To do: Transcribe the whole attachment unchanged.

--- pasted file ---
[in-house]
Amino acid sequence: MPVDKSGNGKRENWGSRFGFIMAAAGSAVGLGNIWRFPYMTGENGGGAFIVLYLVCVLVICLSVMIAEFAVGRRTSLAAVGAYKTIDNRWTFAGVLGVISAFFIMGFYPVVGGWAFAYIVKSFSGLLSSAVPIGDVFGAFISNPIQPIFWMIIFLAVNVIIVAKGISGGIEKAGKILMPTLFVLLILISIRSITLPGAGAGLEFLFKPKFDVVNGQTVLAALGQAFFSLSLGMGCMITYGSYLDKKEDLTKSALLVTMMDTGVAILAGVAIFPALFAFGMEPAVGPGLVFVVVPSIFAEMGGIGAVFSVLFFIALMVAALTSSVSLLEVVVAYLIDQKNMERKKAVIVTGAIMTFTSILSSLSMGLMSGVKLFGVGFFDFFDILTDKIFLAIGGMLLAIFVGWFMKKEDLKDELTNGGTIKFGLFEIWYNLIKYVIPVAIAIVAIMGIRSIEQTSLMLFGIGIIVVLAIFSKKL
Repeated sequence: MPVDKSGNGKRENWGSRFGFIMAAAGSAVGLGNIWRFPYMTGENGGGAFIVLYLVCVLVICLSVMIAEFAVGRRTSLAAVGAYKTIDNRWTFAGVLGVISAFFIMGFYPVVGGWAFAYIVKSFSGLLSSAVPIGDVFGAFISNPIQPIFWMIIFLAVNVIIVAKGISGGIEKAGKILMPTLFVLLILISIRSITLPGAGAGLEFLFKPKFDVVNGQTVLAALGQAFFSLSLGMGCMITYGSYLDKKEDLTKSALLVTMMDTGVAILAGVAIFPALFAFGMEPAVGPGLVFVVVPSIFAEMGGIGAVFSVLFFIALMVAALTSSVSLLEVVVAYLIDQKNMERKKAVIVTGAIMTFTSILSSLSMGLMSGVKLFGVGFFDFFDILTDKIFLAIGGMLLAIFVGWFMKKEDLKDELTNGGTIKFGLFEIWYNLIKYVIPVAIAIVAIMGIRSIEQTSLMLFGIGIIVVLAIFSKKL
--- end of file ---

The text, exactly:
[in-house]
Amino acid sequence: MPVDKSGNGKRENWGSRFGFIMAAAGSAVGLGNIWRFPYMTGENGGGAFIVLYLVCVLVICLSVMIAEFAVGRRTSLAAVGAYKTIDNRWTFAGVLGVISAFFIMGFYPVVGGWAFAYIVKSFSGLLSSAVPIGDVFGAFISNPIQPIFWMIIFLAVNVIIVAKGISGGIEKAGKILMPTLFVLLILISIRSITLPGAGAGLEFLFKPKFDVVNGQTVLAALGQAFFSLSLGMGCMITYGSYLDKKEDLTKSALLVTMMDTGVAILAGVAIFPALFAFGMEPAVGPGLVFVVVPSIFAEMGGIGAVFSVLFFIALMVAALTSSVSLLEVVVAYLIDQKNMERKKAVIVTGAIMTFTSILSSLSMGLMSGVKLFGVGFFDFFDILTDKIFLAIGGMLLAIFVGWFMKKEDLKDELTNGGTIKFGLFEIWYNLIKYVIPVAIAIVAIMGIRSIEQTSLMLFGIGIIVVLAIFSKKL
Repeated sequence: MPVDKSGNGKRENWGSRFGFIMAAAGSAVGLGNIWRFPYMTGENGGGAFIVLYLVCVLVICLSVMIAEFAVGRRTSLAAVGAYKTIDNRWTFAGVLGVISAFFIMGFYPVVGGWAFAYIVKSFSGLLSSAVPIGDVFGAFISNPIQPIFWMIIFLAVNVIIVAKGISGGIEKAGKILMPTLFVLLILISIRSITLPGAGAGLEFLFKPKFDVVNGQTVLAALGQAFFSLSLGMGCMITYGSYLDKKEDLTKSALLVTMMDTGVAILAGVAIFPALFAFGMEPAVGPGLVFVVVPSIFAEMGGIGAVFSVLFFIALMVAALTSSVSLLEVVVAYLIDQKNMERKKAVIVTGAIMTFTSILSSLSMGLMSGVKLFGVGFFDFFDILTDKIFLAIGGMLLAIFVGWFMKKEDLKDELTNGGTIKFGLFEIWYNLIKYVIPVAIAIVAIMGIRSIEQTSLMLFGIGIIVVLAIFSKKL